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The Fencing Problem

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The Fencing Problem A farmer has the need to enclose an area of land with 1,000 metres of fencing. He has to do so trying to make sure that he has enclosed the largest possible area of land. Therefore I will be investigating the shapes with the largest area that could be used to fence with 1000m of fencing. I will start by investigating different polygons. A polygon is a many sided shaped of strait lines which will be easy to measure, giving me more accurate results. These polygons will have a perimeter of 1000m. In this first section I will investigate the first set of polygons. Shape Equation Total area Perimeter Equilateral: 333.3+333.3+333.3 24,052� 1000�3= 333.3 288.64 x (333.3�2) ...read more.


The second shape of the polygon's family is the square: Shape Equation Total area Perimeter Quadrilateral: 250+250+250+250 62,500� 1000�4 250 x 250 = 62,500� To find the area of this square I have to: * Divide 1000 which is the perimeter by 3 which is the number of the polygon's sides * Multiply two of the polygon's sides By now I can see that between these polygons the square has the largest area. By the third shape, if this pattern is right the pentagon should have a larger area... But before continuing I will try two irregular polygons and investigate if by having different lengths of sides adding up to 1000m would affect the area. ...read more.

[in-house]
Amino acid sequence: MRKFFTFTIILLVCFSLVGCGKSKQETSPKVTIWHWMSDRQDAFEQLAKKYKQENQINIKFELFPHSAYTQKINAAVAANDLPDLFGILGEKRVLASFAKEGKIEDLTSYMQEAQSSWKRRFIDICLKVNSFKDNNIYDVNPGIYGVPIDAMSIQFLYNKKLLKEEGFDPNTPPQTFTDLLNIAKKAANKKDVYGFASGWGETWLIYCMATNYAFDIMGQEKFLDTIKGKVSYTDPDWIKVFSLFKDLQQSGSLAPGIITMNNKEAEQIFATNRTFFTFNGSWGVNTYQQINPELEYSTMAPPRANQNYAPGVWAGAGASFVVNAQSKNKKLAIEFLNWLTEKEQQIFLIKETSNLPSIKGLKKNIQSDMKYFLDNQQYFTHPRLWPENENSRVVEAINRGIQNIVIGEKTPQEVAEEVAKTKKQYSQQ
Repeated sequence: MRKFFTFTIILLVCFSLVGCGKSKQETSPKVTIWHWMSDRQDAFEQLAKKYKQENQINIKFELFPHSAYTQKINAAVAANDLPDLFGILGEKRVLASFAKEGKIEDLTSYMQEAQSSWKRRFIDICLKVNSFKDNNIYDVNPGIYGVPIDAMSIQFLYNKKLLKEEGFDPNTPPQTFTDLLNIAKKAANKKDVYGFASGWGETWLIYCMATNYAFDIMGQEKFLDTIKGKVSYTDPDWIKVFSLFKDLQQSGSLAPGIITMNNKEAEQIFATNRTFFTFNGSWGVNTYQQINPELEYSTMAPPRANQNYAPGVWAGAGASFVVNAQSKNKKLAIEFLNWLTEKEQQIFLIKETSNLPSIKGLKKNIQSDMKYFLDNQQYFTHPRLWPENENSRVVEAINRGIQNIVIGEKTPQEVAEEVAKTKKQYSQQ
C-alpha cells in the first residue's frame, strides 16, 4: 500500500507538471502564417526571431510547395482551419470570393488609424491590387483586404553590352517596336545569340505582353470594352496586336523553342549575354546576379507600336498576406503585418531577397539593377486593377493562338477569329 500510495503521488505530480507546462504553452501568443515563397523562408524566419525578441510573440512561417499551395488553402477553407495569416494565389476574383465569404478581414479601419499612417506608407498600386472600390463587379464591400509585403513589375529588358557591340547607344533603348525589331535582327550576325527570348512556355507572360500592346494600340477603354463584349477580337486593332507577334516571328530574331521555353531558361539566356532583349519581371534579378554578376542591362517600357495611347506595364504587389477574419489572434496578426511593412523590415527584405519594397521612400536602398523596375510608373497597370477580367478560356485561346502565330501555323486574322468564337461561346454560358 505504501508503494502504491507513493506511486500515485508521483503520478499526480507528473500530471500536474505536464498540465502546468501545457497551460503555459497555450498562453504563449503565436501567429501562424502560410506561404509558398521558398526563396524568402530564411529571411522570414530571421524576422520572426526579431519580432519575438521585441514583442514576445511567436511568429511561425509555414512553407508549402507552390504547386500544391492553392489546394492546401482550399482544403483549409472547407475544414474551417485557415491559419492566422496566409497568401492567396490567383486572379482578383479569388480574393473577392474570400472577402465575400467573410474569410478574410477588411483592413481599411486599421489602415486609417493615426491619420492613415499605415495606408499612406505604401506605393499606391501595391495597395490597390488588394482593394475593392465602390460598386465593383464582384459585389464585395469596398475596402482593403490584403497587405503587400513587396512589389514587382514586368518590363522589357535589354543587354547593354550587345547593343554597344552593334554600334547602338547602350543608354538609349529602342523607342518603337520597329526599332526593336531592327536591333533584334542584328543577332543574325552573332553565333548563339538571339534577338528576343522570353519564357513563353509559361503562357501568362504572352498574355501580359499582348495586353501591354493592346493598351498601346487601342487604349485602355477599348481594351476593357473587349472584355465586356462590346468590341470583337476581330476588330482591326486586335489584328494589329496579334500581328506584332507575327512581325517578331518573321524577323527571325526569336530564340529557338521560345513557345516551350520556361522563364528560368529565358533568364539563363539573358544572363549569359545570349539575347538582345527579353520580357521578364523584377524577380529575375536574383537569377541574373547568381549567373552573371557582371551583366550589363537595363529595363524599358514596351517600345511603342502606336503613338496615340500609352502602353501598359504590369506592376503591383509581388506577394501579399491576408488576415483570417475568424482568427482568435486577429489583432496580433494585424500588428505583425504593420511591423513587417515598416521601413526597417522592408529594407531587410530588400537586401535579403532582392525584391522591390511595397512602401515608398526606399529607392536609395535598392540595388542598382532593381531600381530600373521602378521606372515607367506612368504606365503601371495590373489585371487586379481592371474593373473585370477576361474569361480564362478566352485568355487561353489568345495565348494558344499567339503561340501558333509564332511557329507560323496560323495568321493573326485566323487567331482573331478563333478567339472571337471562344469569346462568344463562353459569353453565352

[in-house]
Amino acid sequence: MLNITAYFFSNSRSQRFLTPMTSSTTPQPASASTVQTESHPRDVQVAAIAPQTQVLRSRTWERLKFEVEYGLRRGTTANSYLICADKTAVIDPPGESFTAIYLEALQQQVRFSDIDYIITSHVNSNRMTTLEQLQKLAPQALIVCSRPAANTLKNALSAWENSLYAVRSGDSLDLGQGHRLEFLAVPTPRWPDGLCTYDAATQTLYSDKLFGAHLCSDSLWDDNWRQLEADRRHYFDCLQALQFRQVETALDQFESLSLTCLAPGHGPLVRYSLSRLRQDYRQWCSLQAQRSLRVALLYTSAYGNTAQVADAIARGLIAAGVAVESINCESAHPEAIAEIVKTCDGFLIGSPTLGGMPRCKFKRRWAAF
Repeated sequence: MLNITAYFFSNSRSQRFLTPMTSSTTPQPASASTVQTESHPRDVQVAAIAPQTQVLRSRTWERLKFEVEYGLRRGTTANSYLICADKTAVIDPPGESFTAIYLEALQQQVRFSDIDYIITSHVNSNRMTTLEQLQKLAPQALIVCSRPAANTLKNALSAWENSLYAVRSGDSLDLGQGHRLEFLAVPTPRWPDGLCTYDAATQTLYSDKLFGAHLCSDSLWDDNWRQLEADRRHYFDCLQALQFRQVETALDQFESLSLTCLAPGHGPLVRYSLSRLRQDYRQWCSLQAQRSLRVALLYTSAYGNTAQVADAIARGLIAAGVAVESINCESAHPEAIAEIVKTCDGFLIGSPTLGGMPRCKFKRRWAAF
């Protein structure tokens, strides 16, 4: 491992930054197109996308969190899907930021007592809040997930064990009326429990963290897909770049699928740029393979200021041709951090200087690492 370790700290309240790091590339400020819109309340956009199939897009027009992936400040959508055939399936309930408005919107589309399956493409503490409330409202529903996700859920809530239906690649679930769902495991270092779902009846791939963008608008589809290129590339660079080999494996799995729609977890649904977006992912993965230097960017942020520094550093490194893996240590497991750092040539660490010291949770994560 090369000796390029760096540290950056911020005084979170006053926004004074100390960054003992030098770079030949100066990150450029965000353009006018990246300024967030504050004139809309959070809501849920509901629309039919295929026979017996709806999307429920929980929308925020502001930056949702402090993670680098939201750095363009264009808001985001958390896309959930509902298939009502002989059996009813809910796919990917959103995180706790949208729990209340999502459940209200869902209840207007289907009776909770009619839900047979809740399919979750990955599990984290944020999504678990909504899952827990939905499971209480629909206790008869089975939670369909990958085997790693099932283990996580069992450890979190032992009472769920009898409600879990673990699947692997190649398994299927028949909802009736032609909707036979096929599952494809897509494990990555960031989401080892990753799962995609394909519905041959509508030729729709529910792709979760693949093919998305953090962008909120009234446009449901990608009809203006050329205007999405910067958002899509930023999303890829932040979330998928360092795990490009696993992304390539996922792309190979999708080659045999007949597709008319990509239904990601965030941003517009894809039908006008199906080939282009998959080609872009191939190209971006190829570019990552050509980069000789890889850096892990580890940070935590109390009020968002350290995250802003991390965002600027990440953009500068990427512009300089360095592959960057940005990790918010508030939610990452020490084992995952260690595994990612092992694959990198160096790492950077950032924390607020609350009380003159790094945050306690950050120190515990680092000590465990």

* Multiply the two shorter sides. I will have the area of a square so I divide it by 2 to make the area of an equilateral. Here I have proved myself wrong but I have stated something right: that irregular polygon's have smaller area than a regular polygon would have. With this investigation I have also shown again that the equilaterals have smaller area than the quadrilaterals. I have already shown the difference between irregular and regular polygons. I will continue investigating more areas of polygons and I think that as more lines the polygon has the larger the area. This document was downloaded from Coursework.Info - The UK's Coursework Database ?? ?? ?? ?? II ...read more.

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